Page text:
Personally I would not waste one moment on drug tests when considering employment of staff, instead would focus on past work history, and the ethics displayed during the recruitment process. I see drug testing at best as being completely pointless unless there exists strong reason to suspect an actual offence is being committed and the person in question displays some form of negative work performance.
At such times I would offer them the choice of taking the test or voluntary resignation.

I am 100% opposed to demanding random drug tests from employees who display excellent work ethics and performance.
I believe the integrity of such people to be unquestionable and forcing subjection to a needless urine test for the sake of satisfying company drug policy is an affront!
Prohibition and the drug testing approach is a giant failure that ends up costing the companies that implement such Nazi strategies without actually making any real dent in the problem of drug taking on the job because they fail to address the dysfunctional drug taking culture that prohibition has caused among a minority of users…a culture of sleaze and sneaky deals in which otherwise honest and upright people are driven to hanging out in back alleys and shadows.

Peaceful Recreational drug users who consume banned substances act in a civil disobedient manor in ignoring laws they think are bad and unjust.
In the process of avoiding prosecution for their disobedience users become skilled in the arts of stealth.

It is an easy mistake to translate this skill for stealthful drug taking into times and places where it is rightfully forbidden such as on the Job.
This is an inexcusable degenerate side effect of Drug prohibition that also occurred during the era of alcohol prohibition and which likewise will only atrophy after prohibition has been abolished.
Sleazy drug taking will reduce when the art of sleaze no longer needs to be perfected.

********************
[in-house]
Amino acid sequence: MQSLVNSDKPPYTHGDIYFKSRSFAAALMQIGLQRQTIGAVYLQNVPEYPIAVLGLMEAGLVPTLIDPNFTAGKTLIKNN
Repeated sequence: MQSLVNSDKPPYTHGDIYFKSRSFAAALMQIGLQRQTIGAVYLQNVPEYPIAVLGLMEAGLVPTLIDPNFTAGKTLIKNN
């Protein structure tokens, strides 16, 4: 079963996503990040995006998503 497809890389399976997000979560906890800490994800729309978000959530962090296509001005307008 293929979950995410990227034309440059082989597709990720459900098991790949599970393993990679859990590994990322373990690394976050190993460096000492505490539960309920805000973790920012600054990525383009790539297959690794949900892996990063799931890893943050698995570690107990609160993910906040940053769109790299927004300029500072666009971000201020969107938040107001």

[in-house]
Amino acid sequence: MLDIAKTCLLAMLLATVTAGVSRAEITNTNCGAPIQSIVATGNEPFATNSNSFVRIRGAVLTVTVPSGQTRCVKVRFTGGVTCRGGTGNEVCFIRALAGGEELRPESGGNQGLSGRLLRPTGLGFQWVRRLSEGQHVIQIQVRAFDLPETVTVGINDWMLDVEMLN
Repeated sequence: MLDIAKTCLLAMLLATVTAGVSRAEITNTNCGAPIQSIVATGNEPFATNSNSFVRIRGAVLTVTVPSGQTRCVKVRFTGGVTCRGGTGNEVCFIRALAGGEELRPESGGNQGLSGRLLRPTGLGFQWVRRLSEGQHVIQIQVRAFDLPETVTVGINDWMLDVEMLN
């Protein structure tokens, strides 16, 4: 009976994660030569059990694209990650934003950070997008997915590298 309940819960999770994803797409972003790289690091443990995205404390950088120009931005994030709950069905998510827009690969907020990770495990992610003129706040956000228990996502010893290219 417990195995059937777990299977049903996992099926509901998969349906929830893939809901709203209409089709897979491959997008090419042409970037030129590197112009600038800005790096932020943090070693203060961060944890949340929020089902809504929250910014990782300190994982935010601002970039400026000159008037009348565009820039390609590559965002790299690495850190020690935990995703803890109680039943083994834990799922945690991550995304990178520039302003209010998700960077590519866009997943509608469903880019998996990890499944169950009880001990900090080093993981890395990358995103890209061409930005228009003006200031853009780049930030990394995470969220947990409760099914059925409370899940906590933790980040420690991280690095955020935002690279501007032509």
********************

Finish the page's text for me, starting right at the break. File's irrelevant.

Prohibition has not stopped drug use or abuse but has created this extra legal culture of dishonesty that would all but disappear when drugs are legalized just as it has in regard to alcohol. Just as alcohol has become a socially acceptable past time when managed responsibly so too the mass phobias propagated by drug prohibition will fade in relation to the use of other drugs.
The idea that it is perfectly ok to go home and smoke a joint after work, just like having a beer, will grow and displace the absurd superstitions that currently hold sway and are behind the drive to further encroach upon our private lives.

This is where we need to get to if we are truly to reduce the negative impact of drugs in the workplace. It is a complete paradigm shift away from dictatorship and oppression towards a system that recognizes the legitimate rights of both employers and employees.

nose in pee

What should an honest and reliable worker do if asked to submit to a drug test?
If an employer or colleague asked me if I take drugs, I will answer with another question…“Do you jerk off in the shower?” Hopefully that would be sufficient for them to understand that they have no more right to know about my private life and habits than I have to ask about their masturbation addiction.

What is done in private is private as long as these personal habits do not adversely affect performance at work. And this is the heart of the libertarian argument…that a worker ought to be judged by the quality of their performance not the quality of their urine.

The worker who is always on time and reliable, works safe and well with others and consistently achieves quality performance in their tasks has displayed proof enough that he has his private affairs in order, that they are competent for their job, and can be trusted thus to demand a drug test from such a worker is a giant insult! Workers in New Zealand are not prisoners of the state (yet), nor are they slaves of their employer. Employment contracts are an agreement between equals based upon Good faith not subjection.